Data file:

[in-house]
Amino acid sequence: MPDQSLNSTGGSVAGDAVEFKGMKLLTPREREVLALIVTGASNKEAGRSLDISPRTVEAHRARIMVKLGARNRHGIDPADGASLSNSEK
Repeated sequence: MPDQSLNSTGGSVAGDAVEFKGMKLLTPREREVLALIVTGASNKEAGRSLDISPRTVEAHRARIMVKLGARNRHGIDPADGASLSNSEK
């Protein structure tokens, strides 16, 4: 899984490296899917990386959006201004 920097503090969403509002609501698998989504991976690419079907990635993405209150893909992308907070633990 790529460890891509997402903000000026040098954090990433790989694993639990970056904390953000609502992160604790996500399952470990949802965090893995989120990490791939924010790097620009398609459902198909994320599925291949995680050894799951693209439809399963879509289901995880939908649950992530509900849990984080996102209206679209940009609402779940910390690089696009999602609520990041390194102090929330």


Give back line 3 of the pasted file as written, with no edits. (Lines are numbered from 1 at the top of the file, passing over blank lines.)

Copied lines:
Repeated sequence: MPDQSLNSTGGSVAGDAVEFKGMKLLTPREREVLALIVTGASNKEAGRSLDISPRTVEAHRARIMVKLGARNRHGIDPADGASLSNSEK